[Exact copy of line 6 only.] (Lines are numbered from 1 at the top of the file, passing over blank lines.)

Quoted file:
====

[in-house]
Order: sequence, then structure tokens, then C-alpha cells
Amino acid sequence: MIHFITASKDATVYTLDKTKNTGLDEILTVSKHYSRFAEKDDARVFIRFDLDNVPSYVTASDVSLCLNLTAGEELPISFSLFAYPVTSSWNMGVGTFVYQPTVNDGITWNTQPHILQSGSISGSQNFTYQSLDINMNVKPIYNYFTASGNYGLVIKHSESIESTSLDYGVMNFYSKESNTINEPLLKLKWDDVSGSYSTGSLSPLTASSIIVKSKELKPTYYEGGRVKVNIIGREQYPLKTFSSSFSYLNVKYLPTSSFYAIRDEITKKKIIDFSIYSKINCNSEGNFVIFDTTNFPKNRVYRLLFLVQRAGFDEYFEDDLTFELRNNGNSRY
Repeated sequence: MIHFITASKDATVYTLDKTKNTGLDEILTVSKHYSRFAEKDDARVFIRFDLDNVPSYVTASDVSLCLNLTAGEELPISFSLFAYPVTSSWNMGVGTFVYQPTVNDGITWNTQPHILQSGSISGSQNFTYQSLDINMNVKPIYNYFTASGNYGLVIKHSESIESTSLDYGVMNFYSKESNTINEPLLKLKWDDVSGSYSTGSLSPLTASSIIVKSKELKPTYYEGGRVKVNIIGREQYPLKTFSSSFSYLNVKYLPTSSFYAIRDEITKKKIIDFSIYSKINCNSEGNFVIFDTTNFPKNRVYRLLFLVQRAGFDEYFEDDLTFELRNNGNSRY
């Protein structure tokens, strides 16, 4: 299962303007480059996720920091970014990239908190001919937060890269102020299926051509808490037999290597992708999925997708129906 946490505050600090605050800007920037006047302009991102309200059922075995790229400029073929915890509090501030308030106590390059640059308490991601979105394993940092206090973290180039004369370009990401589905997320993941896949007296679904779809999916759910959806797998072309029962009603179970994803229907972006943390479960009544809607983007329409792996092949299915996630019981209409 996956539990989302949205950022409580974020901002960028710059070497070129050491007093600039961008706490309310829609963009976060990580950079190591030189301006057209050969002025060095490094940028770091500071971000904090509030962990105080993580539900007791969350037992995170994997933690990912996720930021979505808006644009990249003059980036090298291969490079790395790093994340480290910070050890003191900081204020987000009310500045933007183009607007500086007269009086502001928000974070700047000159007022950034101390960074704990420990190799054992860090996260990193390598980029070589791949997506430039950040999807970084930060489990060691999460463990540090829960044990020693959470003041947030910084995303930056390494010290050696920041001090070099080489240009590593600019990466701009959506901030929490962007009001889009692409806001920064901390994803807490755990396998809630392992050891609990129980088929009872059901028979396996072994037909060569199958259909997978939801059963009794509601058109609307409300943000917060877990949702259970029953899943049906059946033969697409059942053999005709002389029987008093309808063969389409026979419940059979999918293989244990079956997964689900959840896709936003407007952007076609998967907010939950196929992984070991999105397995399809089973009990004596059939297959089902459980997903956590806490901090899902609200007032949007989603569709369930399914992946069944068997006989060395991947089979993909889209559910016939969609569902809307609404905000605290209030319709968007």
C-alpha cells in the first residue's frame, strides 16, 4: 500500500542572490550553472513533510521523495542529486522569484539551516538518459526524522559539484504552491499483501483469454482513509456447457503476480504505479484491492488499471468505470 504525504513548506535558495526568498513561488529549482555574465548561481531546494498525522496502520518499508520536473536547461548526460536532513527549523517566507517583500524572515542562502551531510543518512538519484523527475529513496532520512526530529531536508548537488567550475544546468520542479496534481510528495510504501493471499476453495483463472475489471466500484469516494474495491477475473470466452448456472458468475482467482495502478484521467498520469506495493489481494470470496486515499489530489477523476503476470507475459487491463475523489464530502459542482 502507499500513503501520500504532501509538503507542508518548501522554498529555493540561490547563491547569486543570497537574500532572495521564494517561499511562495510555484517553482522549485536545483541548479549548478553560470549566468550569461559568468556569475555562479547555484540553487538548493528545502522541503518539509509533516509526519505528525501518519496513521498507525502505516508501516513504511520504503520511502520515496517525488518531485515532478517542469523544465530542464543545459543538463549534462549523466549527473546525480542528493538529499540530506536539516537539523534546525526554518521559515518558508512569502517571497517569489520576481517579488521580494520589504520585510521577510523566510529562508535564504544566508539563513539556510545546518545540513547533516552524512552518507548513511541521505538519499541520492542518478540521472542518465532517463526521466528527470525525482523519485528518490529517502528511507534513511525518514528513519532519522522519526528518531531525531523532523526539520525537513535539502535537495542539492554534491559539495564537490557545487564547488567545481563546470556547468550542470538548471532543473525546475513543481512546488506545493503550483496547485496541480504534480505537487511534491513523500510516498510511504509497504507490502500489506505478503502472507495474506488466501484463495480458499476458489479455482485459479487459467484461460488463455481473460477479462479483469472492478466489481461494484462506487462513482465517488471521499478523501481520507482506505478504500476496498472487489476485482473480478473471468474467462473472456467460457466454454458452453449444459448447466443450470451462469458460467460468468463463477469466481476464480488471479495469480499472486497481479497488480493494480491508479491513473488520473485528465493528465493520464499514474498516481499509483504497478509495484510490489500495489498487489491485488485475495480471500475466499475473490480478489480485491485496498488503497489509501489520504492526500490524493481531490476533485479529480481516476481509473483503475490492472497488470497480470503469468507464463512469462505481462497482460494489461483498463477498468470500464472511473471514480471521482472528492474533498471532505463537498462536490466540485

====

C-alpha cells in the first residue's frame, strides 16, 4: 500500500542572490550553472513533510521523495542529486522569484539551516538518459526524522559539484504552491499483501483469454482513509456447457503476480504505479484491492488499471468505470 504525504513548506535558495526568498513561488529549482555574465548561481531546494498525522496502520518499508520536473536547461548526460536532513527549523517566507517583500524572515542562502551531510543518512538519484523527475529513496532520512526530529531536508548537488567550475544546468520542479496534481510528495510504501493471499476453495483463472475489471466500484469516494474495491477475473470466452448456472458468475482467482495502478484521467498520469506495493489481494470470496486515499489530489477523476503476470507475459487491463475523489464530502459542482 502507499500513503501520500504532501509538503507542508518548501522554498529555493540561490547563491547569486543570497537574500532572495521564494517561499511562495510555484517553482522549485536545483541548479549548478553560470549566468550569461559568468556569475555562479547555484540553487538548493528545502522541503518539509509533516509526519505528525501518519496513521498507525502505516508501516513504511520504503520511502520515496517525488518531485515532478517542469523544465530542464543545459543538463549534462549523466549527473546525480542528493538529499540530506536539516537539523534546525526554518521559515518558508512569502517571497517569489520576481517579488521580494520589504520585510521577510523566510529562508535564504544566508539563513539556510545546518545540513547533516552524512552518507548513511541521505538519499541520492542518478540521472542518465532517463526521466528527470525525482523519485528518490529517502528511507534513511525518514528513519532519522522519526528518531531525531523532523526539520525537513535539502535537495542539492554534491559539495564537490557545487564547488567545481563546470556547468550542470538548471532543473525546475513543481512546488506545493503550483496547485496541480504534480505537487511534491513523500510516498510511504509497504507490502500489506505478503502472507495474506488466501484463495480458499476458489479455482485459479487459467484461460488463455481473460477479462479483469472492478466489481461494484462506487462513482465517488471521499478523501481520507482506505478504500476496498472487489476485482473480478473471468474467462473472456467460457466454454458452453449444459448447466443450470451462469458460467460468468463463477469466481476464480488471479495469480499472486497481479497488480493494480491508479491513473488520473485528465493528465493520464499514474498516481499509483504497478509495484510490489500495489498487489491485488485475495480471500475466499475473490480478489480485491485496498488503497489509501489520504492526500490524493481531490476533485479529480481516476481509473483503475490492472497488470497480470503469468507464463512469462505481462497482460494489461483498463477498468470500464472511473471514480471521482472528492474533498471532505463537498462536490466540485